Fake Miracles

Jesus was a hard sell, even for those who wanted to believe in him. From prison, John the Immerser sent his disciples to find out if Jesus was the real thing. Jesus told them to return and tell John what they saw: The blind receive their sight, and the lame walk, the lepers are cleansed, and the deaf hear, the dead are raised up, and the poor have the gospel preached to them” (Matthew 11:5). The implication is that the miraculous events were evidence enough to prove the deity of Jesus; and John was faithful, so stated by Jesus after John’s death (Luke 7:28).

Several years later, John the Apostle would write by inspiration of the Holy Spirit: And truly Jesus did many other signs in the presence of His disciples, which are not written in this book; but these are written that you may believe that Jesus is the Christ, the Son of God, and that believing you may have life in His name” (John 20:30-31). The purpose of miracles was to verify the message of the Messenger’s messengers (Hebrews 2:2-4). They were essential to the validity of the Divine Revelation, which was not completed until the last inspired writing was penned.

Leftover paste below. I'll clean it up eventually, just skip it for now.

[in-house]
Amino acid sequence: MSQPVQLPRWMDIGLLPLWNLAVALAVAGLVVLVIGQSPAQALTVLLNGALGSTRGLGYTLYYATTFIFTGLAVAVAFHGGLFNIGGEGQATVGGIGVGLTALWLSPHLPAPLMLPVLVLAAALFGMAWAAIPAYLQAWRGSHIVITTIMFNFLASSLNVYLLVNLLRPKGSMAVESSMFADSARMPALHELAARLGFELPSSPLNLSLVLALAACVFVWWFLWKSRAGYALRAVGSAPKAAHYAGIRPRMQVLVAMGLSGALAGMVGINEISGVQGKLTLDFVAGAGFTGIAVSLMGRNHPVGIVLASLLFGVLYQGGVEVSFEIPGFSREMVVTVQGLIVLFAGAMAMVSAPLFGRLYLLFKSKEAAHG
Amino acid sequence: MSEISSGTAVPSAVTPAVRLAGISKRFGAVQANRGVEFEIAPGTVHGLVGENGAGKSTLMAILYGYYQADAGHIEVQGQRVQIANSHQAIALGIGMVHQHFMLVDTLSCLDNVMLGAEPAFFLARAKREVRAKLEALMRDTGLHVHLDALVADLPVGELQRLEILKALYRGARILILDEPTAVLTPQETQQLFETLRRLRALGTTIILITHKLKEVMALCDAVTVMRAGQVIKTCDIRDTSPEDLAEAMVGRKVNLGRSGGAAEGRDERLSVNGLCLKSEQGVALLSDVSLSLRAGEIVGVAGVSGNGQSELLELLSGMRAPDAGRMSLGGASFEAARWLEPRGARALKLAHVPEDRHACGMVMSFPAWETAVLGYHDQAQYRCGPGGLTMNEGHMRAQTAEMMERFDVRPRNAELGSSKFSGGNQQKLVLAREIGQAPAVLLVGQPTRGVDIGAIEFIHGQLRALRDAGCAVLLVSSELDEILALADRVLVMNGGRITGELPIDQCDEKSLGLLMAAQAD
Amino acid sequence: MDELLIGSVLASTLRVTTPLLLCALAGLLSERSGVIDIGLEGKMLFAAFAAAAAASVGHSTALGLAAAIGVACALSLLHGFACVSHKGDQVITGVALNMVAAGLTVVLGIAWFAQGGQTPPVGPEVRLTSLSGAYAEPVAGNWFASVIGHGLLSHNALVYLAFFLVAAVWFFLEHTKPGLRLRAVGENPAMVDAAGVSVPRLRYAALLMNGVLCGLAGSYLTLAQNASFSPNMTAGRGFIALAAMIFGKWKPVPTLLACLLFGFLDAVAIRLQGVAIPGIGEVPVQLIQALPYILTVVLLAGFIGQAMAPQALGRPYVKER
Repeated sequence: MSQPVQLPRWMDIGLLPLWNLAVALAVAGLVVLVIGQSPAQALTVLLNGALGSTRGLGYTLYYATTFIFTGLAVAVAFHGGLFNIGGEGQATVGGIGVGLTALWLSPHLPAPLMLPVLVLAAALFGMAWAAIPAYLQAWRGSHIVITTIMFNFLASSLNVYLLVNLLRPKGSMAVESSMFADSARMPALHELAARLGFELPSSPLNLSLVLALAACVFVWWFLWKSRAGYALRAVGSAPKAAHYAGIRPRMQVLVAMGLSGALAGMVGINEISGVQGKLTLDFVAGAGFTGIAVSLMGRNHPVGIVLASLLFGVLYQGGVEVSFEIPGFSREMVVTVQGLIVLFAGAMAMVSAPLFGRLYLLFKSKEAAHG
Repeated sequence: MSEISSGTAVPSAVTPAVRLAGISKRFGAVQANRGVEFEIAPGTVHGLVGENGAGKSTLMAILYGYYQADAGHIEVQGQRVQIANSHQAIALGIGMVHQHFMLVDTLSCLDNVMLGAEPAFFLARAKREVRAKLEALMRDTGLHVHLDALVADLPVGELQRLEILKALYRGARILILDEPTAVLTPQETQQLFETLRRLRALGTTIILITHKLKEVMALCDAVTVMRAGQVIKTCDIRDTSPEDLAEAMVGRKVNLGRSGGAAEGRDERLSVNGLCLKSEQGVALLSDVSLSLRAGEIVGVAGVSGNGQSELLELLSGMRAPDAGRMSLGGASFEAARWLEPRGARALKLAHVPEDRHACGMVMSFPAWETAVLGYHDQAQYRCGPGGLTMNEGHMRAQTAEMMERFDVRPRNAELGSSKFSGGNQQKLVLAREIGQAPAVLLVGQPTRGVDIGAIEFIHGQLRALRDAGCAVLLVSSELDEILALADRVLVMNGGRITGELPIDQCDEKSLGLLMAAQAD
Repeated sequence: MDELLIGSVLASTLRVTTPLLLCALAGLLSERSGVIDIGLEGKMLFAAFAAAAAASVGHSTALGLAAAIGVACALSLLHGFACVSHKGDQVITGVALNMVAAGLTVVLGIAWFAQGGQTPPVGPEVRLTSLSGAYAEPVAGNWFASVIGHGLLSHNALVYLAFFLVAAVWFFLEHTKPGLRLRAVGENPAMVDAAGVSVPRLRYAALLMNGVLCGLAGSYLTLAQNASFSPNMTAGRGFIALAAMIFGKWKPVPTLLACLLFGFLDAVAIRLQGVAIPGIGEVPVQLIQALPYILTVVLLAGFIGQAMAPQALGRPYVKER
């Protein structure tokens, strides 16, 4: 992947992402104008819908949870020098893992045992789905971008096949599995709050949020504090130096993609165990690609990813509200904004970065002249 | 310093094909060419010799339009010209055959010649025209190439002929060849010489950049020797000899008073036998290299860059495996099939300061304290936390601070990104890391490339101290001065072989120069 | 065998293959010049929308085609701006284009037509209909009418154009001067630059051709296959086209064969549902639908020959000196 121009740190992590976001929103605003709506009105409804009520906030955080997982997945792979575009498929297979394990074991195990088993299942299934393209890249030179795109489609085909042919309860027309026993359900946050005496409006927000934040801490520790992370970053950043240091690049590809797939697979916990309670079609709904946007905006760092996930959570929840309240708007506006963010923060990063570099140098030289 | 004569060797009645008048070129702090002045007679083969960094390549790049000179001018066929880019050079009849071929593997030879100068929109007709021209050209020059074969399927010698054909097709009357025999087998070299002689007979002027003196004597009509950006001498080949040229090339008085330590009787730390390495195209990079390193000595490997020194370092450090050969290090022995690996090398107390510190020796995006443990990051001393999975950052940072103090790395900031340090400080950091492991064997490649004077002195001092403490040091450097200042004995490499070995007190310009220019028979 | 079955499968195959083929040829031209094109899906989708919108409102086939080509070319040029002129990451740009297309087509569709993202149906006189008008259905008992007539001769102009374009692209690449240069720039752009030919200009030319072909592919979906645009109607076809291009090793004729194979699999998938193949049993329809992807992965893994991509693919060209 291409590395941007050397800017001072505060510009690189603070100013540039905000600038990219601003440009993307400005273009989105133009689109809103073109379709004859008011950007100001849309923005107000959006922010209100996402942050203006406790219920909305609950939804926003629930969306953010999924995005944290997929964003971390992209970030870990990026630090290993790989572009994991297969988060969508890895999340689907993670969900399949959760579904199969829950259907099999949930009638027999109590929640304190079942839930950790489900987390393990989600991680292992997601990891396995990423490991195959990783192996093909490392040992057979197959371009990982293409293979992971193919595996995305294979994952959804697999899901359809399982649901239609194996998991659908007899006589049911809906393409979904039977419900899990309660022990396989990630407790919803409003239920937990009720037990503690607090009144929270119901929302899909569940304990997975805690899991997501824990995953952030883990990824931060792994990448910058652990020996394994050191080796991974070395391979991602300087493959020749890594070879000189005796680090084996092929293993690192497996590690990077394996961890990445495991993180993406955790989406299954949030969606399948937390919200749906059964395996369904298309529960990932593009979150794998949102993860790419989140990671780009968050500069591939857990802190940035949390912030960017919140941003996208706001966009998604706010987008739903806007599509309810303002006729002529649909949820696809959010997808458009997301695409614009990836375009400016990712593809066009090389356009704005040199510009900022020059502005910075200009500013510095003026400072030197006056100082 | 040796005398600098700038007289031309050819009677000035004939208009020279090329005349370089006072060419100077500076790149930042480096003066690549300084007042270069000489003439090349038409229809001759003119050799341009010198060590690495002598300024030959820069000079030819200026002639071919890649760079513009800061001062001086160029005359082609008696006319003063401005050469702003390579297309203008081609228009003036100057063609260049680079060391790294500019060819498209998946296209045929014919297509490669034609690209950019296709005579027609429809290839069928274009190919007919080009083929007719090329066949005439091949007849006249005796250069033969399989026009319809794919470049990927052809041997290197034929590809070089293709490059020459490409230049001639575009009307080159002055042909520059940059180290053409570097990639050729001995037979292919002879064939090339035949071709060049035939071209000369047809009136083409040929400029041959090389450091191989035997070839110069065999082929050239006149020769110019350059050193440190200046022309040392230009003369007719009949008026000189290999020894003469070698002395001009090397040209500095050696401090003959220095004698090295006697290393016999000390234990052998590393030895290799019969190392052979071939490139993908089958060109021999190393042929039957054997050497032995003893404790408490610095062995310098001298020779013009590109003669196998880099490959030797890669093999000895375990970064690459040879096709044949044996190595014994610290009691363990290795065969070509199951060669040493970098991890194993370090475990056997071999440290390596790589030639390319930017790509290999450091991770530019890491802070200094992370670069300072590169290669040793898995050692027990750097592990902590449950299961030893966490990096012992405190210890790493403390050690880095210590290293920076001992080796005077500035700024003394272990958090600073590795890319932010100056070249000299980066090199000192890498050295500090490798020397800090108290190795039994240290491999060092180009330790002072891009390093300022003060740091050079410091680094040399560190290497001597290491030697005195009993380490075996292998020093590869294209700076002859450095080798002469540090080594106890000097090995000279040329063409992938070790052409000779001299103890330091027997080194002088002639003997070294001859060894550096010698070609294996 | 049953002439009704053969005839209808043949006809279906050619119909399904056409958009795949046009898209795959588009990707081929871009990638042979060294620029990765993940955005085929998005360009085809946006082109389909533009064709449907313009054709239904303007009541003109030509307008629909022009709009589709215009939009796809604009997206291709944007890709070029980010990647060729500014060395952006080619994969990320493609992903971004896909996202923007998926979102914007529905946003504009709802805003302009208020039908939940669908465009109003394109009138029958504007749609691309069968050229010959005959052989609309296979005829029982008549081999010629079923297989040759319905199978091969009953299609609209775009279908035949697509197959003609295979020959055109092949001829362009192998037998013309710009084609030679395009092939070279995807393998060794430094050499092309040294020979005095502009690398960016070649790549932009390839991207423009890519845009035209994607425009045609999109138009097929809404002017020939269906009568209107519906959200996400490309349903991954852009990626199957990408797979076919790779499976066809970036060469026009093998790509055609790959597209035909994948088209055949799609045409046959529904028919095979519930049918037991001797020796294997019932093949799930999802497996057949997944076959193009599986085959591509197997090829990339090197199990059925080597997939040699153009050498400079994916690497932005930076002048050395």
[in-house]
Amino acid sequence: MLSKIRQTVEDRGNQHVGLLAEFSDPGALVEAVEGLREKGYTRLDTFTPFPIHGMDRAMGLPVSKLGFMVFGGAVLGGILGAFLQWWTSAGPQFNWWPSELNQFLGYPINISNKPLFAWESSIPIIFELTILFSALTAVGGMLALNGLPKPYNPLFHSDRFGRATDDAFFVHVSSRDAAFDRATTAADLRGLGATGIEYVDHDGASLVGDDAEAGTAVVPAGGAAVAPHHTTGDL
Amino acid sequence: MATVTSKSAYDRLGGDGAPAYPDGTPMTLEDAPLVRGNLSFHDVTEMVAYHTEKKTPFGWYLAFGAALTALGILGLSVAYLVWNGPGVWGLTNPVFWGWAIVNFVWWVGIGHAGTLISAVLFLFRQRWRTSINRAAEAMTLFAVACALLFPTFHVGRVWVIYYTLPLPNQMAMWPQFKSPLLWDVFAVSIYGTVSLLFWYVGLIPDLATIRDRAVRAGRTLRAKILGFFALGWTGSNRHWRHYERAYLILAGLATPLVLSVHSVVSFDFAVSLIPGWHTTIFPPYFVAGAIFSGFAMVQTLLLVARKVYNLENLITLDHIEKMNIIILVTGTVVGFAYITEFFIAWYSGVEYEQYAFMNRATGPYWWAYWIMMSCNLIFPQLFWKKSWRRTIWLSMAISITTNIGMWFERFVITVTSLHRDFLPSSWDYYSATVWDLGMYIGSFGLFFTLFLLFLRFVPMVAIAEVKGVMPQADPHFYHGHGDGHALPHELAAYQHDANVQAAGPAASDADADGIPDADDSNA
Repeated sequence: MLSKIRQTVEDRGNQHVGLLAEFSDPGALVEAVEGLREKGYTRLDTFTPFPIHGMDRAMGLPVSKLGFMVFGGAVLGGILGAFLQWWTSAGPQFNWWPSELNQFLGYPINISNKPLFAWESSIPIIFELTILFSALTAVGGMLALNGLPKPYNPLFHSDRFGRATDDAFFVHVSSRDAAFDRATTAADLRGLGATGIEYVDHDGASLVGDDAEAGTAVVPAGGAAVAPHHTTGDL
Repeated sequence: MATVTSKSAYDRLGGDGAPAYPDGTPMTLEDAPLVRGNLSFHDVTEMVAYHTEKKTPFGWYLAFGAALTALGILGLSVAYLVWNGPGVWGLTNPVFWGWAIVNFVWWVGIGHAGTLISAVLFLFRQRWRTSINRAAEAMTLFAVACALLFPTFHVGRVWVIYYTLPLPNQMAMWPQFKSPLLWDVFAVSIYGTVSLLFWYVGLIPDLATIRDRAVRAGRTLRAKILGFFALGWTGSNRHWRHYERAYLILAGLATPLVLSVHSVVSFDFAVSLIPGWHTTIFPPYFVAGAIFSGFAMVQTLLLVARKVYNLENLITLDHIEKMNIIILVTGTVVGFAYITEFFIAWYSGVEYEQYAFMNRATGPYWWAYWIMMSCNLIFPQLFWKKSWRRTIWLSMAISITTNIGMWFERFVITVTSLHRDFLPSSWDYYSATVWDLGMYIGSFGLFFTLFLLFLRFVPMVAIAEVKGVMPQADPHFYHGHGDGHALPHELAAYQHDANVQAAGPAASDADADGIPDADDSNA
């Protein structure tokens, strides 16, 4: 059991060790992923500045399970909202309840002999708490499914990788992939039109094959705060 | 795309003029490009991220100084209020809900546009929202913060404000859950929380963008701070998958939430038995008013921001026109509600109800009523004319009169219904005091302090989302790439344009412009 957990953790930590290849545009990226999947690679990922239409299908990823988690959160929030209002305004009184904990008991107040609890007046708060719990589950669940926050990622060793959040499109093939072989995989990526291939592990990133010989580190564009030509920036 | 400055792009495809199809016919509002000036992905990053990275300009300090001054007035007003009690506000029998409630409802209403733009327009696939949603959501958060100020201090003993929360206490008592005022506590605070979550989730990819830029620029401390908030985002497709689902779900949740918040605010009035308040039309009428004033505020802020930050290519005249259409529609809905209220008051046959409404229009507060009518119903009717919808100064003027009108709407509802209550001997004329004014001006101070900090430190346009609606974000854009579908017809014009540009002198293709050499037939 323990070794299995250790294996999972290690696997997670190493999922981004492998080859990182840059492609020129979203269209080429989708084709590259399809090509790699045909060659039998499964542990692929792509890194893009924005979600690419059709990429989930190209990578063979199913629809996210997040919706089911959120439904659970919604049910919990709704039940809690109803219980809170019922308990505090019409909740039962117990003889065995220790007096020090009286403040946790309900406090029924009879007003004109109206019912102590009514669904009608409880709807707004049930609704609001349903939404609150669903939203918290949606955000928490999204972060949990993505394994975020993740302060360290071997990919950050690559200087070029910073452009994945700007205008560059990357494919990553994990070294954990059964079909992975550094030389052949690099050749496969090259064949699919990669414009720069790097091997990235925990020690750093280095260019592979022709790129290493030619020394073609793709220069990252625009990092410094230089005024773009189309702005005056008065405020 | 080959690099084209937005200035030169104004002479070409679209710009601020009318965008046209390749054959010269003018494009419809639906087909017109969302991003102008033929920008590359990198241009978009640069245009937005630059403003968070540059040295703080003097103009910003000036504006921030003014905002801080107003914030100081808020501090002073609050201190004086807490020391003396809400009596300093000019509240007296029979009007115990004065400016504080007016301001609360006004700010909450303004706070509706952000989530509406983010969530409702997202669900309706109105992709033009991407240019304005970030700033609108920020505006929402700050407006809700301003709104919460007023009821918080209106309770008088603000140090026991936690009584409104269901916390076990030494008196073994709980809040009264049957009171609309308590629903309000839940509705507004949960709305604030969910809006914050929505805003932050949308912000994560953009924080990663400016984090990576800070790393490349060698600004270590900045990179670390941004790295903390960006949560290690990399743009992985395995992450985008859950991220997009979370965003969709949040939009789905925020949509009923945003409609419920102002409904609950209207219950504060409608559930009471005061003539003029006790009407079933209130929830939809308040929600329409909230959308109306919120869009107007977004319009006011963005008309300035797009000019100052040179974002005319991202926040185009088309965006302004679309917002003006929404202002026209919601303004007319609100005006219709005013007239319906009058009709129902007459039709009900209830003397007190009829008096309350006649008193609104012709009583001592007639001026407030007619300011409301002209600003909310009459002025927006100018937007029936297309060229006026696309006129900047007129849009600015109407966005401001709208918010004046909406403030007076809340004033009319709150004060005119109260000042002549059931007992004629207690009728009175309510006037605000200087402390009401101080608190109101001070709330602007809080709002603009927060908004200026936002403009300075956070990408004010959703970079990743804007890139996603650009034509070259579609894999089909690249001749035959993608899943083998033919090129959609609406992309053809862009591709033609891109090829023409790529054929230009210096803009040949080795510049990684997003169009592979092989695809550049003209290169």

We now have the complete revelation of God to guide us since “His divine power has given to us all things that pertain to life and godliness, through the knowledge of Him who called us by glory and virtue” (2 Peter 1:3), “the faith once delivered to the saints” (Jude 3). If Peter and Jude are to be believed, there is no longer any purpose for miraculous verification; we have the mind of God recorded in our Bible, a so-called “book, chapter and verse,” as the last word on a religion that is pleasing to God.

Today’s fraudulent “miracle workers” have missed the point of the New Testament record of miracles. We don’t need 1st Century signs anymore, and those pining for modern-day miracles implicitly deny the Bible’s all-sufficiency (2 Timothy 3:16-17). Don’t put your faith in fantasy; believe the Book.